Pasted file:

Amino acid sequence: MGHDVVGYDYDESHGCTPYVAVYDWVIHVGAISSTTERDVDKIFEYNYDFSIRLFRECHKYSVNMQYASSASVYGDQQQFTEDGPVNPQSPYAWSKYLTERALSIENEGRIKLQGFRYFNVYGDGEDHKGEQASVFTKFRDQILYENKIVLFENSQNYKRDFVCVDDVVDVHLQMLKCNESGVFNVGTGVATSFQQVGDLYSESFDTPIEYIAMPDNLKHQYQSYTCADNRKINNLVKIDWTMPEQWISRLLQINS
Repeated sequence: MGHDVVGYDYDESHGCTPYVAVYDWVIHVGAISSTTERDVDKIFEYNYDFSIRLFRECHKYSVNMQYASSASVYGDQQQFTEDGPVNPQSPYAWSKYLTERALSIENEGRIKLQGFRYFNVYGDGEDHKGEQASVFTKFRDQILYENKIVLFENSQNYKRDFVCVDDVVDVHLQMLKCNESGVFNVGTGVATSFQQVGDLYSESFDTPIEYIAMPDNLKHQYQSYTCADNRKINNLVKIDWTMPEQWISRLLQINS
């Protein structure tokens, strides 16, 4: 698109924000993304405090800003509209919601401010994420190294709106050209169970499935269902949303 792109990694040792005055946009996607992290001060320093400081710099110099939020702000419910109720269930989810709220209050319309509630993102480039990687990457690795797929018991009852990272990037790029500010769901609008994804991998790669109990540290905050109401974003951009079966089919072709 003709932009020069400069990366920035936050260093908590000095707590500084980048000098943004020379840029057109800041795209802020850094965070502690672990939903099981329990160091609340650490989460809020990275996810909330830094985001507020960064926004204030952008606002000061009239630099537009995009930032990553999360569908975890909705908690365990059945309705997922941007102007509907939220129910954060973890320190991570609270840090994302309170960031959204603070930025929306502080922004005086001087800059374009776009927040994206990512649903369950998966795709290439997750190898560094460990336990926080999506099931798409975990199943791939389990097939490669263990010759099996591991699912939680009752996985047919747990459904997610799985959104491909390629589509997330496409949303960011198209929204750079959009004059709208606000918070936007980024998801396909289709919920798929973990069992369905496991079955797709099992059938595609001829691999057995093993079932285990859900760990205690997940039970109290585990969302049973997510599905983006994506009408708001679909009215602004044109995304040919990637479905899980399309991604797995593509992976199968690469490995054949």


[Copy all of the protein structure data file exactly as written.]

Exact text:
Amino acid sequence: MGHDVVGYDYDESHGCTPYVAVYDWVIHVGAISSTTERDVDKIFEYNYDFSIRLFRECHKYSVNMQYASSASVYGDQQQFTEDGPVNPQSPYAWSKYLTERALSIENEGRIKLQGFRYFNVYGDGEDHKGEQASVFTKFRDQILYENKIVLFENSQNYKRDFVCVDDVVDVHLQMLKCNESGVFNVGTGVATSFQQVGDLYSESFDTPIEYIAMPDNLKHQYQSYTCADNRKINNLVKIDWTMPEQWISRLLQINS
Repeated sequence: MGHDVVGYDYDESHGCTPYVAVYDWVIHVGAISSTTERDVDKIFEYNYDFSIRLFRECHKYSVNMQYASSASVYGDQQQFTEDGPVNPQSPYAWSKYLTERALSIENEGRIKLQGFRYFNVYGDGEDHKGEQASVFTKFRDQILYENKIVLFENSQNYKRDFVCVDDVVDVHLQMLKCNESGVFNVGTGVATSFQQVGDLYSESFDTPIEYIAMPDNLKHQYQSYTCADNRKINNLVKIDWTMPEQWISRLLQINS
């Protein structure tokens, strides 16, 4: 698109924000993304405090800003509209919601401010994420190294709106050209169970499935269902949303 792109990694040792005055946009996607992290001060320093400081710099110099939020702000419910109720269930989810709220209050319309509630993102480039990687990457690795797929018991009852990272990037790029500010769901609008994804991998790669109990540290905050109401974003951009079966089919072709 003709932009020069400069990366920035936050260093908590000095707590500084980048000098943004020379840029057109800041795209802020850094965070502690672990939903099981329990160091609340650490989460809020990275996810909330830094985001507020960064926004204030952008606002000061009239630099537009995009930032990553999360569908975890909705908690365990059945309705997922941007102007509907939220129910954060973890320190991570609270840090994302309170960031959204603070930025929306502080922004005086001087800059374009776009927040994206990512649903369950998966795709290439997750190898560094460990336990926080999506099931798409975990199943791939389990097939490669263990010759099996591991699912939680009752996985047919747990459904997610799985959104491909390629589509997330496409949303960011198209929204750079959009004059709208606000918070936007980024998801396909289709919920798929973990069992369905496991079955797709099992059938595609001829691999057995093993079932285990859900760990205690997940039970109290585990969302049973997510599905983006994506009408708001679909009215602004044109995304040919990637479905899980399309991604797995593509992976199968690469490995054949």